The prehistory of his theory of postmodernism exposes the biographical coincidences that made this theory possible and chronicles the searches made on the way to authorship. At the end of the introductory chapter, for example, there is a remark about how writing about women artists helped the young gay art critic to find his own voice. All of this is done, however, in a way that refuses any self-historicizing closure of his work. The constellations laid out do not coalesce into a narrative; they remain fragmentary and keep themselves open for possible follow-up discussions. In addition, the book also contains self-critical comments on older texts. Some take the form of a correction of factual errors, while others take the form of a distancing of older arguments or judgments on the basis of entirely new readings of the objects in question. The book thus bears witness not only to what it means to live with works of art as an art critic, but also to the lives of the works of art themselves, lives that are revealed in the histories of their multiple interpretations. In this regard, Douglas quotes Louise Lawler, who states that “the work works in the process of its reception.” This is true of works of art, but also, though in a different way, of theoretical or critical texts, and Before Pictures bears witness to this as well. It is a strength of the book, another manifestation of the author’s ethical commitment to the connection between theory and experience, that even where his own reception is at stake—as in the case of his famous essay “Pictures”—he presents himself as one voice among many. Explicitly, he recognizes and embraces that his text has developed a history he never thought of when he put it together in the late 1970s.
In all these texts by the author “Douglas Crimp,” there is a generosity and a trust in the openness and seriousness of his readers that has made him vulnerable, and has created strong connections; many friendships have been formed among those who loved “Douglas Crimp”/Douglas Crimp. In fact, it is hardly possible to read his texts without being touched by the intimacy that underpins them, that is, without letting the reading itself become personal. One cannot help but relate them to one’s own experience, thus engaging in a movement of thought in which the public and the private, the general and the particular, slide into one another in such a way as to challenge the sense of both. I was certainly not saying anything new to Douglas when I expressed once again how much I admire his writing in this regard. No one could accept compliments like he could, in a way that generously expanded communicative space. In the acceptance of the compliment there was always an acknowledgement and sincere interest in the other person, and any compliment was therefore allowed to be more than a courtesy; a move in a conversation that could develop effortlessly in all directions, and shift between registers. It was incredibly impressive how he also managed to include illness and preparation for his own death in these conversations. Once again, he was able to share the difficult, and keep this existential process discussable in both its painful and sad, as well as surreal and even funny, parts. In other words, to turn it into an object of intellectual curiosity in such a way that it could become part of a lived, and therein very lively, story of friendship. This was a gift, and it remains a comfort and an inspiration—like the work of a person for whom intellectuality and conduct of life came together in a way that suggests a queer appropriation of the term “authentic.”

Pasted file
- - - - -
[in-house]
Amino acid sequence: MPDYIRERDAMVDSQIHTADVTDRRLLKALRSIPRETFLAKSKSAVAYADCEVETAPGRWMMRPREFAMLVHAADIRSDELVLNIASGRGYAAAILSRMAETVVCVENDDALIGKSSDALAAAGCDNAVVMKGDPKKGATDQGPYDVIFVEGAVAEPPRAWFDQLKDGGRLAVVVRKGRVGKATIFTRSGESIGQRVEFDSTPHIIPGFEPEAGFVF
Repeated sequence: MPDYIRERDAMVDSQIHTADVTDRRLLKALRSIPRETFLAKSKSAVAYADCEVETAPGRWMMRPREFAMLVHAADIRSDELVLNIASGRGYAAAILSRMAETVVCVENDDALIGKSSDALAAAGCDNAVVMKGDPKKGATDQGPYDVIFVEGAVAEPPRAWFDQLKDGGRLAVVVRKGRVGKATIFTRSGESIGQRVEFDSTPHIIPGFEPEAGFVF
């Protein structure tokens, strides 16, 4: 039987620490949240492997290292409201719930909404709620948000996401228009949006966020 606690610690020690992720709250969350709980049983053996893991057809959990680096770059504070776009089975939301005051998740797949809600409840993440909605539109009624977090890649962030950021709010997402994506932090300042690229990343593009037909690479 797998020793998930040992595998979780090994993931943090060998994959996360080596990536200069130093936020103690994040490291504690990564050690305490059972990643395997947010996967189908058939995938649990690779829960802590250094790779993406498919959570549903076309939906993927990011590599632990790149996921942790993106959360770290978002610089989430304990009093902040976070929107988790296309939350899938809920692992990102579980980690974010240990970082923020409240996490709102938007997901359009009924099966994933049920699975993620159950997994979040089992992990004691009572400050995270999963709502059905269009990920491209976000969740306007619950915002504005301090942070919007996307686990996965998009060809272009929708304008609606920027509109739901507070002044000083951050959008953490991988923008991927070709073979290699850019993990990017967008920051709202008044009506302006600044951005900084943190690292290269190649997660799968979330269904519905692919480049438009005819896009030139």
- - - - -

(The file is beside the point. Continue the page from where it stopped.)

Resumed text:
Juliane Rebentisch is Professor of Philosophy and Aesthetics at Hochschule für Gestaltung Offenbach/Main. She is a member of the Research Counsil at the Institute for Social Research in Frankfurt/Main and a Regular Visiting Professor of the German Department at Princeton University.
This is an English translation of an obituary originally published in German, in the journal TEXTE ZUR KUNST.
Juliane Rebentisch, “DOUGLAS CRIMP (1944-2019),” TEXTE ZUR KUNST, EVIL, no. 116 (December 2019): 226.